• crookedstick

    Classic case of “shoot the Messenger.” If this girl is prosecuted, every under-cover Drug Enforcement cop should be charged with drug dealing.

  • Shane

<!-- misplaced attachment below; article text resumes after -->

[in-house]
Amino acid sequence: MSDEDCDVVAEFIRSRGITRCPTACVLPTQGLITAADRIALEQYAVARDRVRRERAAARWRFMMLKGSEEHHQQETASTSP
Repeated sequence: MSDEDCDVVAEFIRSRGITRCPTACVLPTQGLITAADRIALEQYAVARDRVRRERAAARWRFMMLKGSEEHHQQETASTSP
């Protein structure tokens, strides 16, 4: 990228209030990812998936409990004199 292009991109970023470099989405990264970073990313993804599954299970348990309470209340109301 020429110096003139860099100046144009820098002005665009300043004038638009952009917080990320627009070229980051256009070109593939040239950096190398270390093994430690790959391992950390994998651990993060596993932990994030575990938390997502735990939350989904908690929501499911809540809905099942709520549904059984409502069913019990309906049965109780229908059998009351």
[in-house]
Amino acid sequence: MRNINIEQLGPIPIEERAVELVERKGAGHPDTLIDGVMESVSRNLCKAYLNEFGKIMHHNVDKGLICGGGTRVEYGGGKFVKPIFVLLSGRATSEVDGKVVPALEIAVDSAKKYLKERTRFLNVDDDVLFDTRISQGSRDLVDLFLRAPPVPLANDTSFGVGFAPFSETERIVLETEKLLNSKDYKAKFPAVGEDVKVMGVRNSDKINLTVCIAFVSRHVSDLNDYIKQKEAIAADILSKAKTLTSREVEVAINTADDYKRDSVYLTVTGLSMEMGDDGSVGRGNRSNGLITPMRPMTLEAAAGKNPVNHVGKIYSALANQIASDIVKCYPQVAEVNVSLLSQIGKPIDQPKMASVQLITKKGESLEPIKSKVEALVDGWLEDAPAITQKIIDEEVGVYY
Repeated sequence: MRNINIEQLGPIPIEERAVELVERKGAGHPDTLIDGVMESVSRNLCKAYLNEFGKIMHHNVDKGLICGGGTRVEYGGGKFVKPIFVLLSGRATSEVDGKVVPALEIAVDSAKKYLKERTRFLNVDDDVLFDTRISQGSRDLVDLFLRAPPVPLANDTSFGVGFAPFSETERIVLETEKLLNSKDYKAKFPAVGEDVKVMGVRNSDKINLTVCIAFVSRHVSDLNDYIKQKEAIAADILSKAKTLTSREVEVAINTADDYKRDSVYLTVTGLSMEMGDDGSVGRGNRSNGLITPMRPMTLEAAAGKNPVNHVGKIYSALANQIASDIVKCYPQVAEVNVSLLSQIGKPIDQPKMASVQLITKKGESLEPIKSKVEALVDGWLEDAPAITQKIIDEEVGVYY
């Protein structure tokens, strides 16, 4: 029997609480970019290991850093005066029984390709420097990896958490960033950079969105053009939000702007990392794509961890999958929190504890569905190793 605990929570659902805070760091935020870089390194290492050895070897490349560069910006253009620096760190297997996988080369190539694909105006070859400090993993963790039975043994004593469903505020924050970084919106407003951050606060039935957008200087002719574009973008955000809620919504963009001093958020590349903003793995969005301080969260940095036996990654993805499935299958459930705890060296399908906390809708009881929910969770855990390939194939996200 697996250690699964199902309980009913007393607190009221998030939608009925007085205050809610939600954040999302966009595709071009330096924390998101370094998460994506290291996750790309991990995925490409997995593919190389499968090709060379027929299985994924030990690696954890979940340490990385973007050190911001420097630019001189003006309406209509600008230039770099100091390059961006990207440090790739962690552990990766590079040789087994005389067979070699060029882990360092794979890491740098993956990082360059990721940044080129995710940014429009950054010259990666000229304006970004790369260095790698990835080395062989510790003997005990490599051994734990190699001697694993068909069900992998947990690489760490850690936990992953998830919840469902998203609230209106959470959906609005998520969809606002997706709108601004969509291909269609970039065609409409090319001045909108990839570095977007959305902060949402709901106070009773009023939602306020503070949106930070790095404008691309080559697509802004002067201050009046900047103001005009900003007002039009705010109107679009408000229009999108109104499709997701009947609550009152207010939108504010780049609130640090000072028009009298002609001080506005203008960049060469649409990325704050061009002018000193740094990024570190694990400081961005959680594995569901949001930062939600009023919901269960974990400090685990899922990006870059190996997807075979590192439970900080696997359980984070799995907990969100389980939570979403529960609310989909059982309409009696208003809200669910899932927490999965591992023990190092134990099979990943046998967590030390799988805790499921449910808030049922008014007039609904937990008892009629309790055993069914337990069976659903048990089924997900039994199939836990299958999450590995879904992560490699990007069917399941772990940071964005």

Welcome to George Orwell’s 1984 or backwards Bizzaro world if you prefer old Superman comic books ! Those trying to expose animal cruelty are charged with animal cruelty. Those actually practicing animal cruelty are given a slap on the wrist fine – like Dennis Chavez recently in New Mexico. According to some of the obtuse comments below by farmergirl2, groups interested in protecting animals from suffering by exposing abuse are only in it for the money – unlike the factory farming industries cramming animals into slaughter in order to maximize profit and therefore suffering as well ! I see we have common sense backward : the altruists are actually profiteers and the killers and torturers of animals aren’t profiteers, they are saints ! So, if a state has an ag gag law, you are criminal for reporting violations of existing law concerning animal abuse. If a state doesn’t have an ag gag law, you are still criminal for reporting such violations not quickly enough. If only you would have reported them more quickly, we could have then ignored them more quickly ! If there is any doubt now in anyone’s mind that Americans have reached a crossroad between corporate fascism and the right of free speech in reporting animal abuse, that doubt is gone after this story !